APPA forum eyes partnerships, best practices to strengthen data protection in AsPac region
LAPU-LAPU CITY, Philippines — Amid the emerging technology trends and threats that impact privacy, the 52nd Asia Pacific Privacy Authorities (APPA) Forum aims to to focus on ways to ensure stronger data protection.
Delegations from 19 jurisdiction in the Asia Pacific region have joined the 2-day forum being held at the Shangri-La’s Mactan Island Resort and Spa that opened Monday.
In his opening remarks, Philippine Privacy Commissioner Raymund Enriquez Liboro stressed the need to ensure the privacy regulations across Asia Pacific would be responsive not just to safeguard individual rights and protect personal data but also to facilitate the safe flow of information.
A strong data protection would fuel economic progress in an era dominated by information and communication technology, Liboro said.
“Value in today’s data-driven world is created by building bridges ànd not walls. And that’s what we intend to accomplish today at the bi- annual APPA forum,” he told the delegates. “To build bridges towards a future that is safe and progressive, which our children could immensely benefit from.”
Liboro said that the hosting of the forum would benefit the country at a time when data privacy and protection is at the forefront of everyone’s consideration.
“Hosting it here sends a strong signal outside, including the 21 APPA members, that the Philippines is a safe destination for data, where businesses can be conducted here in a safe manner by way of protecting personal data not only of citizens but also of citizens from other jurisdictions,” he said.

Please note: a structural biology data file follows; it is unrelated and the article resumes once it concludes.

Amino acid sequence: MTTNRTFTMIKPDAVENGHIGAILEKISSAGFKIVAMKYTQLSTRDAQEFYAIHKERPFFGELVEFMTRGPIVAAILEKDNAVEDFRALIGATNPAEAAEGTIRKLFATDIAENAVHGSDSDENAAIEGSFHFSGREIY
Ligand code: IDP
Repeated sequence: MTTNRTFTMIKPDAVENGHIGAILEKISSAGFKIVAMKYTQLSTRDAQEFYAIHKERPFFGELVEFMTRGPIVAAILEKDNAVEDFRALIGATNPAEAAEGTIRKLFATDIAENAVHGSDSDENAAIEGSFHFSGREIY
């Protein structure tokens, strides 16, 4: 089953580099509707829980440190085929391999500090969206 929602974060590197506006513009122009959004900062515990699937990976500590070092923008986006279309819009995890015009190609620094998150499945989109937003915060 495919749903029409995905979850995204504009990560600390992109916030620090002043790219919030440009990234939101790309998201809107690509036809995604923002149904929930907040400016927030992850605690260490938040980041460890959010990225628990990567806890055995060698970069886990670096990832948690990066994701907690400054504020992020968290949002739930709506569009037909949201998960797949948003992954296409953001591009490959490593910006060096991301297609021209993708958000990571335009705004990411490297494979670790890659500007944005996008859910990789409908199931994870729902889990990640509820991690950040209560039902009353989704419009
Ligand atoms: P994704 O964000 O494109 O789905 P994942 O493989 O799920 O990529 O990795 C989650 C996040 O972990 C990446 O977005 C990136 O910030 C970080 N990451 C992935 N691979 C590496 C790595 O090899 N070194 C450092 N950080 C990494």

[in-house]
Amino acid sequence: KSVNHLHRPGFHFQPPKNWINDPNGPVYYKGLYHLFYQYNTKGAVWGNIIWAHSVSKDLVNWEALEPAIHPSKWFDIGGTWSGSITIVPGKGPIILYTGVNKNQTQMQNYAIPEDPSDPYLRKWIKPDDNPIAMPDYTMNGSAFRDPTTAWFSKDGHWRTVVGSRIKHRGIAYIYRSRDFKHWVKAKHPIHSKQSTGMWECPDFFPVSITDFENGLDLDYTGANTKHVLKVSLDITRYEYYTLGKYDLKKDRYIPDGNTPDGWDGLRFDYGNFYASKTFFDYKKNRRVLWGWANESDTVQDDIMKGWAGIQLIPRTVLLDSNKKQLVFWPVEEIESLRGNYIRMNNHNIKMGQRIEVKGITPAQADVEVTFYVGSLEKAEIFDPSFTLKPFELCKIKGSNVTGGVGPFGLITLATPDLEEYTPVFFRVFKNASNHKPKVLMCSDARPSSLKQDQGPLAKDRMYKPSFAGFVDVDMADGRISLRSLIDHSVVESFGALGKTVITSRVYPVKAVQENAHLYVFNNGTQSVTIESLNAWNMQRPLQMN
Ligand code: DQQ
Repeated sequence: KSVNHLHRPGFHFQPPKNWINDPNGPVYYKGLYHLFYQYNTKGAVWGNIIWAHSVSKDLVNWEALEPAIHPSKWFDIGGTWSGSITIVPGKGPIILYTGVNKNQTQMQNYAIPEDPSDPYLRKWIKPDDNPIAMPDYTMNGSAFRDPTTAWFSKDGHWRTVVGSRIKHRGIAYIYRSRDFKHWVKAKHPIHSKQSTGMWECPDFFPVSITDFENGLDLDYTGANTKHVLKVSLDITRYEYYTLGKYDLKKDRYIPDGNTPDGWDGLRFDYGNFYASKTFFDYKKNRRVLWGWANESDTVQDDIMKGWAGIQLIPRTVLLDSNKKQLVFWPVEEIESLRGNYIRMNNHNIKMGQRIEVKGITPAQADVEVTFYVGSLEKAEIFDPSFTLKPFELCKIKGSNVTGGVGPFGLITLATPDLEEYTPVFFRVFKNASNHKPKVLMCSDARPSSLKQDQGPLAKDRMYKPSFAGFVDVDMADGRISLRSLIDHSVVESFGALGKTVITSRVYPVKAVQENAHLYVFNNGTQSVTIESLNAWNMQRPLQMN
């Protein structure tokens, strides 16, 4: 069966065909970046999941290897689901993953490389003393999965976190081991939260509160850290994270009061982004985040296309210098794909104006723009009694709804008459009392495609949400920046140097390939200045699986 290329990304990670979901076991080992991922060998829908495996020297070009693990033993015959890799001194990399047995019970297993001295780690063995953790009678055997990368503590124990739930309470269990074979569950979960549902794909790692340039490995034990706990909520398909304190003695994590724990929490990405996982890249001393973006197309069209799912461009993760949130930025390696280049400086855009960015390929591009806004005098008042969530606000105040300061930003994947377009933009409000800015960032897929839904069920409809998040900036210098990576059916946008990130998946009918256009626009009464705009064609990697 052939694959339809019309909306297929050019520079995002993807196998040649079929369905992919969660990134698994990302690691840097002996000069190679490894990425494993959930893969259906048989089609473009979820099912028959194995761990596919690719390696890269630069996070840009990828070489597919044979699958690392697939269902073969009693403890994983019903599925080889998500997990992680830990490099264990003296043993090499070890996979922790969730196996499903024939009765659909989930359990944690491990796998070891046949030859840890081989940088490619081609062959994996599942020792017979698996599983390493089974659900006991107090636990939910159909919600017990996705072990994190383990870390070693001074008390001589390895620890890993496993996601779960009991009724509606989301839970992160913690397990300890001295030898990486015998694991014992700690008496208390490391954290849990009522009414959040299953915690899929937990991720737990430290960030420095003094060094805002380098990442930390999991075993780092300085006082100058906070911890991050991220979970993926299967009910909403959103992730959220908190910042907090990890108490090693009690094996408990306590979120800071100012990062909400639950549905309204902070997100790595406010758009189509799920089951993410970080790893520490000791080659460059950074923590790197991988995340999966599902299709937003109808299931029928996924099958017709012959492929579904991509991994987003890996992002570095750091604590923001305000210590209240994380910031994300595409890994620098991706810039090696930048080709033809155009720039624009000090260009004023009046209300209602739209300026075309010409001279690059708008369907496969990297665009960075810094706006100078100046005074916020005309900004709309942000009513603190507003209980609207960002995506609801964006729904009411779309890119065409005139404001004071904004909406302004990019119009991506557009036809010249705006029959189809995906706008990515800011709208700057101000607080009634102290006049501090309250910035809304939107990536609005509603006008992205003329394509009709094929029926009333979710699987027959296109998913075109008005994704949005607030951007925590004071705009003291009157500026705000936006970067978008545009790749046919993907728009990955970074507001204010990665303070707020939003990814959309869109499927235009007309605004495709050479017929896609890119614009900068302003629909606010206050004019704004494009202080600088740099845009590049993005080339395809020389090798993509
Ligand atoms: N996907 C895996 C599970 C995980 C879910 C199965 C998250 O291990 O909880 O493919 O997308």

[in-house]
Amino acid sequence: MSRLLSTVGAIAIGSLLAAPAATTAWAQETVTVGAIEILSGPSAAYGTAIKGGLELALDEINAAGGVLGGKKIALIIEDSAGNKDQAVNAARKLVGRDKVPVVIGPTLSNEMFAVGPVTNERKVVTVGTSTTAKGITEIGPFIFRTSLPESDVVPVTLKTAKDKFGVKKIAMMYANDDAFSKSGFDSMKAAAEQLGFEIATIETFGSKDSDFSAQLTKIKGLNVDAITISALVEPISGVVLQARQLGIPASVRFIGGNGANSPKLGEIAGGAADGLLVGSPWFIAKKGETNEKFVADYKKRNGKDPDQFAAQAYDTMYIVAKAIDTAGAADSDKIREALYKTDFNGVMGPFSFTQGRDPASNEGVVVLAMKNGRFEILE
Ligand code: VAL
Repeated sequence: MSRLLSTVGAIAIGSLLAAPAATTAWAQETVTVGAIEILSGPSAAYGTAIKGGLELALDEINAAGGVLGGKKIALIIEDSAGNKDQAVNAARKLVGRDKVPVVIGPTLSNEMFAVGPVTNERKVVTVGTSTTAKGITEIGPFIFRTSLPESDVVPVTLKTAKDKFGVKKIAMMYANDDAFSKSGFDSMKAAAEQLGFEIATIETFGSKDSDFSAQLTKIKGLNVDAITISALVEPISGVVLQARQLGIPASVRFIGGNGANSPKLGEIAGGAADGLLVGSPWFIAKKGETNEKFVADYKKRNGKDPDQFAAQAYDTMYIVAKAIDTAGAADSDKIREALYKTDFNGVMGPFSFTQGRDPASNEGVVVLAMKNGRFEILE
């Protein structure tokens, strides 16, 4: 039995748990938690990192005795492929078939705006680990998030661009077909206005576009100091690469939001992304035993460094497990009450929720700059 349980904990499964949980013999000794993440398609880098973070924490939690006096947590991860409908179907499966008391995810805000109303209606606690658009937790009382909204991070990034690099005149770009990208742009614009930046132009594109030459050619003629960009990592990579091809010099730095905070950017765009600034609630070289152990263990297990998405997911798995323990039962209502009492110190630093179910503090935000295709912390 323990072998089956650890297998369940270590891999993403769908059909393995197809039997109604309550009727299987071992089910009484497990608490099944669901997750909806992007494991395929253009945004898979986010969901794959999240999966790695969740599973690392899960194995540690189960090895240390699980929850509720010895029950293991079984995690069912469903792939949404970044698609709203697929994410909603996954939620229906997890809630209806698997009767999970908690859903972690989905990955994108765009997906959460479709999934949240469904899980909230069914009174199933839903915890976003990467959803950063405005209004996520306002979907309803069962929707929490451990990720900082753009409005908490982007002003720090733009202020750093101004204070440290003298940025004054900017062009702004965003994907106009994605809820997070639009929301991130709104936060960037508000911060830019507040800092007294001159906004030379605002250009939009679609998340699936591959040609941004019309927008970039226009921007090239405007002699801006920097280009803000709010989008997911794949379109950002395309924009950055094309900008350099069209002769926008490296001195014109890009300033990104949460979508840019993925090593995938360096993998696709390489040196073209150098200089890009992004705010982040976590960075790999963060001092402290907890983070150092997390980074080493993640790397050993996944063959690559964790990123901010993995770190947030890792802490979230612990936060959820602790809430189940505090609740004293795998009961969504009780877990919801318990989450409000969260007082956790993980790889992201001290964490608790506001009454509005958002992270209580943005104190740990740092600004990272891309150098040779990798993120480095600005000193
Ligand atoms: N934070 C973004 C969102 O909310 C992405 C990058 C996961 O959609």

Michael McEvoy, commissioner of British Columbia Office of the Information and Privacy Commissioner, cited the need for regulators to work together to ensure data protection.
“I think Commissioner Liboro has referred to the fact that amongst Asia Pacific communities, including British Columbia and Canada, trade is predominantly … Where trade goes, so does the data of all our citizens,” McEvoy pointed out. ” I think, more than ever, it is incumbent on us regulators to cooperate and coordinate our efforts to make sure that the data of our citizens are protected.”
This could only be done through coordination of efforts among regulators since data goes across borders in milliseconds, he added.
McEvoy also admitted that regulators’ enforcement efforts had been limited by lack of authority to sanction violators.
“Our office has just finished, together with the Office of Privacy Commissioner of Canada, our investigation of Facebook, Cambridge Analytica and a company called AggregateIQ. One of the things we found frustrating at the end of the day, is that we did not have the authority to impose meaningful sanctions like fines,” he pointed out.
The three companies allegedly used personal information of up to 87 million Facebook users globally and have been used to influence elections.
According to McEvoy, the lack of authority to impose sanctions on the three companies served as a wake up call not only to the Canadian, British Columbia governments but also to other jurisdictions throughout the world that “to properly protect our citizens, meaningful sanctions have to be in place.”
Stephen Kai-Yi Wong, privacy commissioner for personal data in Hong Kong, agreed that there should be cooperation among jurisdictions with regards to investigations and harmonizations of rules and practices.
“The world is driving towards a common approach, in relation to law enforcement, in relation to collaboration of investigation, exchange if information and intelligence about the data breach, especially of the tech giants,” Wong said.
Through the efforts of APPA, jurisdictions could share investigation practices and the concerted efforts to promote no violence as well as social responsibility among tech giants, including social platforms used in posting messages, he added.
The 2-day closed door sessions include discussions on new policy directions across the region./dbs
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